- Frida Ghitis: Olympic coverage in the U.S. understandably focuses on U.S. athletes
- Ghitis: But fascinating stories, like the Sudanese runner who had been a slave, are missed
- She says Americans won't see the Afghan athlete who endured threats to keep her home
- Ghitis: In hundreds of hours of coverage, NBC should find time for the rest of the world.
If you've been mesmerized by the drama, like millions of other viewers watching coverage of the Olympic Games, you have heard the most heroic, inspirational stories of athletes reaching the pinnacle of international competition. Or, at least you think you have.
The truth is American viewers are missing out on the best of the Games.
Coverage of the Olympics in the United States understandably focuses on American athletes. That is as it should be, but not to this degree. By concentrating mainly on Americans' stories, the NBC network is depriving U.S. viewers of some of the most fascinating, moving and exciting aspects of the Olympics.
How much have you heard, for example, about Guor Marial, who marched in the opening ceremony under the banner of "Independent Olympic Athletes"?
Marial became a marathoner after running for his life since he was a young boy in Sudan, growing up in the middle of one of the deadliest wars of the 20th century. He learned to run as he fought to escape from those who killed his siblings and relatives and later kidnapped and enslaved him. Imagine such a story of tragedy and redemption, from slavery to triumph.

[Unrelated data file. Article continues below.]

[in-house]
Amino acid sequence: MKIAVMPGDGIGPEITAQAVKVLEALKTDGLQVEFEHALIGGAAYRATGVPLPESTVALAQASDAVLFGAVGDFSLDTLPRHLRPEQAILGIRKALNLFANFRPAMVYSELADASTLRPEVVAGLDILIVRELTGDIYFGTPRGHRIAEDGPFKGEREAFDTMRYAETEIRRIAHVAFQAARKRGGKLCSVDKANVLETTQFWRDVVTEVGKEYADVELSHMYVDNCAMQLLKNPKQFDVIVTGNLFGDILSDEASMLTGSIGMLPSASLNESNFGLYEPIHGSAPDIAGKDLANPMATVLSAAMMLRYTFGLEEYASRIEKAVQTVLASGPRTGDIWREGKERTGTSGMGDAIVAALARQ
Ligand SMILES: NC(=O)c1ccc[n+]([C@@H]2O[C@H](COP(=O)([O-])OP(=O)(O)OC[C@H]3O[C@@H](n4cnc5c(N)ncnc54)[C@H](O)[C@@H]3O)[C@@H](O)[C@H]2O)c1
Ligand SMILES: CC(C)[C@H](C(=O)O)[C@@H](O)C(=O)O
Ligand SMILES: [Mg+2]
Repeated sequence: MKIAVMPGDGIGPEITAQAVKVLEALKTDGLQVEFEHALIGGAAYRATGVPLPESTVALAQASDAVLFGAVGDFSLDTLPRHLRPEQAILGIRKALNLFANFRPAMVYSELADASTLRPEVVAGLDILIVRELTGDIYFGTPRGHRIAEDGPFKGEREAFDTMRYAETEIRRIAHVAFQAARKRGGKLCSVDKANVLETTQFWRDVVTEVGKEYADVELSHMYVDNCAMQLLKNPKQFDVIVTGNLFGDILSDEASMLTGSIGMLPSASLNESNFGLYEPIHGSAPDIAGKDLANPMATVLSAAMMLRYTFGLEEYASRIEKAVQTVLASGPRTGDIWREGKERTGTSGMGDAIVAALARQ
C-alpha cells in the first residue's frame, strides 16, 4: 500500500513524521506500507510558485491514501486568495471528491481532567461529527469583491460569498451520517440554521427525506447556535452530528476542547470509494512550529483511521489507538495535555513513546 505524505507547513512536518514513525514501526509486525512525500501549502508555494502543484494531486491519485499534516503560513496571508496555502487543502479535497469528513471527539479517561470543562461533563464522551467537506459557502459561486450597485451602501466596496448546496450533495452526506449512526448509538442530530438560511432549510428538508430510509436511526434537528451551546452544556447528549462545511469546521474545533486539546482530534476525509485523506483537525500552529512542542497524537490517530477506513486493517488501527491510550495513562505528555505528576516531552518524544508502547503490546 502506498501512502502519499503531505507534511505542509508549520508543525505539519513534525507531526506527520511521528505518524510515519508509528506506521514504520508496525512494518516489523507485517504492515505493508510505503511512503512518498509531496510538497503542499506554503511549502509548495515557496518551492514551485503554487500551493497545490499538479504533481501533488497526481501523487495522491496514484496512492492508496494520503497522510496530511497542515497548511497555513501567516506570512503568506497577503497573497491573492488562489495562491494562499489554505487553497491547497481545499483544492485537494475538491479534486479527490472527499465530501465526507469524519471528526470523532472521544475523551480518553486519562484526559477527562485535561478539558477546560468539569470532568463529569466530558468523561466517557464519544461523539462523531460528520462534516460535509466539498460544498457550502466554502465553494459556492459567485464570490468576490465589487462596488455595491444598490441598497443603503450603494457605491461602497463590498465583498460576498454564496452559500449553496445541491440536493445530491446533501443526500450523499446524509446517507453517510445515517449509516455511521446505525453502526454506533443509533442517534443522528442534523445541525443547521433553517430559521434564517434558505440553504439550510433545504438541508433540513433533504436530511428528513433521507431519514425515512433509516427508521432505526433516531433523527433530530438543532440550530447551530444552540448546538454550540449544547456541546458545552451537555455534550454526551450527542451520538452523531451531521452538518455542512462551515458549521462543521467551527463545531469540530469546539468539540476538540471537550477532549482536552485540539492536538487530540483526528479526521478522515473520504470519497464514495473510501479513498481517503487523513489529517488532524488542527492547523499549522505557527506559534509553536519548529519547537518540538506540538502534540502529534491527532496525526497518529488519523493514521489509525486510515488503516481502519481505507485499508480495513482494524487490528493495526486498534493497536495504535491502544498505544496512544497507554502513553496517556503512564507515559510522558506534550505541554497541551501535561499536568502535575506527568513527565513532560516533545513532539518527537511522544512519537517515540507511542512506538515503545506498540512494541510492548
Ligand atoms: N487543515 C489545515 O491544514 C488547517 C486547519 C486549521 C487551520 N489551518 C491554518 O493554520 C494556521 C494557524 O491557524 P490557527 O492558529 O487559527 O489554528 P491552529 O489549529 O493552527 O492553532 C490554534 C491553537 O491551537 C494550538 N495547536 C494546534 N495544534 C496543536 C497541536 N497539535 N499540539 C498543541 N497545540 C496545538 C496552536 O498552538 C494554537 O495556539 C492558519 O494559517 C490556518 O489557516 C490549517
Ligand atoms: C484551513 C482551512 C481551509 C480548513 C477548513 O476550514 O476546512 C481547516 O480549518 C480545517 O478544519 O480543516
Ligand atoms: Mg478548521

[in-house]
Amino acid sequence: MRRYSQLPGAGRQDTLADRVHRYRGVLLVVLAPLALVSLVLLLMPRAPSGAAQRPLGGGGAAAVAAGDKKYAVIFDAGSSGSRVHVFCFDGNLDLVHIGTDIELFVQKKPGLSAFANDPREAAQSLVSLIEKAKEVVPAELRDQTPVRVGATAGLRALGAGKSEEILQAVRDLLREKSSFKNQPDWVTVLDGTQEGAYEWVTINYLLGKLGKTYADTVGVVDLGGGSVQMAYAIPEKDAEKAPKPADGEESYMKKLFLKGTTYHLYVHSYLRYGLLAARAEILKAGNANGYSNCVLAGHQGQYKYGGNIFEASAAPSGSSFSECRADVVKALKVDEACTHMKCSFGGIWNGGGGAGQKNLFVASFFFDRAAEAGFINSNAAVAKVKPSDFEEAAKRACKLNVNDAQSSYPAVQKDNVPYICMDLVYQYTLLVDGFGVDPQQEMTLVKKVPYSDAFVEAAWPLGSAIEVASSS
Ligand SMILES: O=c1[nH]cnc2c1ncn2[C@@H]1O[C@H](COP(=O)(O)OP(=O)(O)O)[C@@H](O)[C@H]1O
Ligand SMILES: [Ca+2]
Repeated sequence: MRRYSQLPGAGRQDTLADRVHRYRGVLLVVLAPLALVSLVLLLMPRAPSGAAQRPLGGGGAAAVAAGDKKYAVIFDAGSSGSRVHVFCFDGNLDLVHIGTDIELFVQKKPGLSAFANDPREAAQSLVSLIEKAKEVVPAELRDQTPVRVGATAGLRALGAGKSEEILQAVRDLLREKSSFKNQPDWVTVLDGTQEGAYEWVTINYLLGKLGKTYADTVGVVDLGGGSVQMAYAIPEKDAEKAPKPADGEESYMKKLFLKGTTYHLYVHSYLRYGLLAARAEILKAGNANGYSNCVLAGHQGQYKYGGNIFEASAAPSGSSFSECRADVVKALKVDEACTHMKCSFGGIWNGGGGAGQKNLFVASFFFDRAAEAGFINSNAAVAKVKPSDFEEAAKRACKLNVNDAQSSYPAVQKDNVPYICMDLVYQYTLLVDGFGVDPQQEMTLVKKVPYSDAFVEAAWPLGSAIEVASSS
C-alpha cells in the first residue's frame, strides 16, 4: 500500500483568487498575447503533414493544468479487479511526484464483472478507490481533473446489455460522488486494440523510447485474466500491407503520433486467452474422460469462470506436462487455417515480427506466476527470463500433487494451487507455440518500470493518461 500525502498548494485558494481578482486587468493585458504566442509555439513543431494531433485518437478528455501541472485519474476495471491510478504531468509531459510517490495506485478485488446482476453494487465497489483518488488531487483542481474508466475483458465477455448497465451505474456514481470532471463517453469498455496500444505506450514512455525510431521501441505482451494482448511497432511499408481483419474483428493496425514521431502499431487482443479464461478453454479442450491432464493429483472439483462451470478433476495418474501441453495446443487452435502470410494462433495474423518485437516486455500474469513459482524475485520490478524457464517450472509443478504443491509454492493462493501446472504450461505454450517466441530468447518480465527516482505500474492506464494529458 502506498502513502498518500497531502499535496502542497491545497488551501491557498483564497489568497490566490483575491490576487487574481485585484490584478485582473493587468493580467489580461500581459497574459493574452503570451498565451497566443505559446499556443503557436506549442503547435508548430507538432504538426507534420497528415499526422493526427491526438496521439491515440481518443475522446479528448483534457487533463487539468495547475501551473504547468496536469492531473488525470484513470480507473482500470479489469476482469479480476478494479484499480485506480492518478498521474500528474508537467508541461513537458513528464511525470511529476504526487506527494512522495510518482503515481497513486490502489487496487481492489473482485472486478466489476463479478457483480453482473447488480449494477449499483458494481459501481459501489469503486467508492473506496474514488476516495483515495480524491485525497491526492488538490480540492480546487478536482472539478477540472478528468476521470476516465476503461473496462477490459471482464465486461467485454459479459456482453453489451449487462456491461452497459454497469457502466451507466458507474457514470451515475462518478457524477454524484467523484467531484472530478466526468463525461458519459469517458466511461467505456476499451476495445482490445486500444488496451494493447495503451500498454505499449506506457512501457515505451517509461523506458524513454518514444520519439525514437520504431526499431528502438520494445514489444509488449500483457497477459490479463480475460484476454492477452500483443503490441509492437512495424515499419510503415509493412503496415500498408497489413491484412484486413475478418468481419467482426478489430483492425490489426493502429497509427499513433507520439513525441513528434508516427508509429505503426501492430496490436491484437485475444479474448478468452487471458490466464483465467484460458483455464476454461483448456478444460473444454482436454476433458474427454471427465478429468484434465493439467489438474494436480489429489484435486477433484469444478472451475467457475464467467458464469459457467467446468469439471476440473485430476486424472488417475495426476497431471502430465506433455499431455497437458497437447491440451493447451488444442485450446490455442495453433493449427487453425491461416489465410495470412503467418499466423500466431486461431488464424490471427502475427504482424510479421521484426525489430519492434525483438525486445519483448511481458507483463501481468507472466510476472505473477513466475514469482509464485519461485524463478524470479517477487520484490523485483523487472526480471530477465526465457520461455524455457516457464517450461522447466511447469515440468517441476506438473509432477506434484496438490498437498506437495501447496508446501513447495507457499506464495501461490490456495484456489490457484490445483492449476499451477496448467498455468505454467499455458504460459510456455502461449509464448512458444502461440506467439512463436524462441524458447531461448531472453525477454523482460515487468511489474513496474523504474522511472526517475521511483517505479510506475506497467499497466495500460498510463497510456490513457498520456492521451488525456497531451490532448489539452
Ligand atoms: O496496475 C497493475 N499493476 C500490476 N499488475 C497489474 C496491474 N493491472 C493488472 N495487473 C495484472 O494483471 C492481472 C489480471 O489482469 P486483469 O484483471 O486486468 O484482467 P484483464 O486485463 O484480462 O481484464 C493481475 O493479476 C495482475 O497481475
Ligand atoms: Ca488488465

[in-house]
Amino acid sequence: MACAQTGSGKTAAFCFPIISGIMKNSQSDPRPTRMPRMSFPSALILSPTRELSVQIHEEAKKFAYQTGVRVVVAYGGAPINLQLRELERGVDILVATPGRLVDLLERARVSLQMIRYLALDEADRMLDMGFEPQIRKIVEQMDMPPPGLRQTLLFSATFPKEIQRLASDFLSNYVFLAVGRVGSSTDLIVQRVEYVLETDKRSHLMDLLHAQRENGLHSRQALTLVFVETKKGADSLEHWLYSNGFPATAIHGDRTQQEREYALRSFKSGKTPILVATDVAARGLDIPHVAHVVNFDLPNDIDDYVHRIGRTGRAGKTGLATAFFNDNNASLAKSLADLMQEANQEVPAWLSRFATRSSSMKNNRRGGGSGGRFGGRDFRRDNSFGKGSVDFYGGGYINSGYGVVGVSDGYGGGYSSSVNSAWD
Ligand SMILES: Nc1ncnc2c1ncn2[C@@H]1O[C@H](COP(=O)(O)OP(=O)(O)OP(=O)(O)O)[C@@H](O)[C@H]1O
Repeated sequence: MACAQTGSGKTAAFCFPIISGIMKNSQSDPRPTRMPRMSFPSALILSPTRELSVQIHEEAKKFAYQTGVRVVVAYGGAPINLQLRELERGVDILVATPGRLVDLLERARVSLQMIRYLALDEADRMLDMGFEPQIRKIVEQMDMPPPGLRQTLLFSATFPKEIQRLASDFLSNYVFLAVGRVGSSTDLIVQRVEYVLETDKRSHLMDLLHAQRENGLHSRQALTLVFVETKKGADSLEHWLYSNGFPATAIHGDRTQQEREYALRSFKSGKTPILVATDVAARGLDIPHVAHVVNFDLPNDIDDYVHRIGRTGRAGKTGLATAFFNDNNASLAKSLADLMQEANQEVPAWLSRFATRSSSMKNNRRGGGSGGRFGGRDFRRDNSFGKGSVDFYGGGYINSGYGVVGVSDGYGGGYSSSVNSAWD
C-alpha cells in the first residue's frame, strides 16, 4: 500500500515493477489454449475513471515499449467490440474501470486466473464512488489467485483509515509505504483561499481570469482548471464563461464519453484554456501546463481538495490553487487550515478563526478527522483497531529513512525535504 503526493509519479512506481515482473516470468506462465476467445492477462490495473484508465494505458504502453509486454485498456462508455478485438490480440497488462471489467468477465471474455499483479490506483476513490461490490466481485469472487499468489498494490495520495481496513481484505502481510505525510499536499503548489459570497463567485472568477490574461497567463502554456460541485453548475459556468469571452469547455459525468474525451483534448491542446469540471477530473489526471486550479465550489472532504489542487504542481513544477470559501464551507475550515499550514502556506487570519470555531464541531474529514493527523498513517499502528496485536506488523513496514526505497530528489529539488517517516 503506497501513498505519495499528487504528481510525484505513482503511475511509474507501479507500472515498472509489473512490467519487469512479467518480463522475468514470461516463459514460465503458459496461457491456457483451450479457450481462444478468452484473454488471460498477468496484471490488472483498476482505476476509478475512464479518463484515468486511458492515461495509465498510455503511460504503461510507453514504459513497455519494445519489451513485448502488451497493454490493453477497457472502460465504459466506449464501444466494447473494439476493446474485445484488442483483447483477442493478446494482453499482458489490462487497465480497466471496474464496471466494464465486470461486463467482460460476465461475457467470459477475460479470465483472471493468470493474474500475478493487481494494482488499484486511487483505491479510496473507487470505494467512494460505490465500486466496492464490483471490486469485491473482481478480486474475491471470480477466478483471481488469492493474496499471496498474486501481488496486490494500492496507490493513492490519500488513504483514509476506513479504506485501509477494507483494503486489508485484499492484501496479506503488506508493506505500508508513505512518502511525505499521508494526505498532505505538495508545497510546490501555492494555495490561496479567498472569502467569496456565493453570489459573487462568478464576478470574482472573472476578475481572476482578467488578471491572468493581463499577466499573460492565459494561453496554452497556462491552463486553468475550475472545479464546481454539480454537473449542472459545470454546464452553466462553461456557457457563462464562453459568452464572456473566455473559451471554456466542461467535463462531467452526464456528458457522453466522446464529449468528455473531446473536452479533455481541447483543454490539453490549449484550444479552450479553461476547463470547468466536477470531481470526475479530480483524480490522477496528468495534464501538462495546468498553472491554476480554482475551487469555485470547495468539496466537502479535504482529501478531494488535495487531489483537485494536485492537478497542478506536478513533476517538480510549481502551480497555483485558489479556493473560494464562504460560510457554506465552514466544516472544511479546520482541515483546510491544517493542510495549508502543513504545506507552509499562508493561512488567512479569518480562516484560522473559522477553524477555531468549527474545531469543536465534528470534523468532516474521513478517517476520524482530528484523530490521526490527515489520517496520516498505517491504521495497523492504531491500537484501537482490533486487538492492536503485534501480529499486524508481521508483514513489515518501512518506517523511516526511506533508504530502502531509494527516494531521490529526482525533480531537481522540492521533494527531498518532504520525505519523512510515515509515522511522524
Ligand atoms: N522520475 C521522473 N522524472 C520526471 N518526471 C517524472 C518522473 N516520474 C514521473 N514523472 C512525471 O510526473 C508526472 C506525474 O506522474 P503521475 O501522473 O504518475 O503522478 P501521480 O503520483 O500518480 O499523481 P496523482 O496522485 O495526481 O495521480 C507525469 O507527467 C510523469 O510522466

His life is a most unbelievable odyssey, culminating at the Olympic Games. His parents live in a village with no electricity or running water. He hasn't spoken to them in years and hopes someone will get word to them to try to get to a television to watch their son.
It's fine to cheer for the Americans, but how about a cheer for Marial? There's one who deserves to become a star -- and one who should have NBC's cameras following him.
His is not the only fascinating story at these Games.
American viewers are interested in the performances of American competitors. There's nothing wrong with that, and there's nothing wrong with NBC producers offering profiles, even fawning ones, of the hometown athletes. But the U.S. public is missing out on what truly makes the Olympics special.
The only time network viewers hear about other athletes, it seems, is when there are suspicions of doping or other violations, which could potentially help Americans. It would seem the rest of the world is there only to serve as the rivals Americans require to conquer the podium.
No question, the United States has brilliant, talented, exciting competitors; everyone wants to see them. But in hundreds of hours of coverage, there should be room in the spotlight, time in the schedule, for the rest of the world.
In NBC's telling, it's all about Michael Phelps and Ryan Lochte, about American gymnasts and swimmers, and soon enough about American track stars and, ultimately, about crowning the few who will grace the Wheaties box, who will sell us Subway sandwiches and Gatorade, Nike sneakers and Snickers chocolate bars.
It's about manufacturing heroes because, in a truth we all know, too much of it is about making money.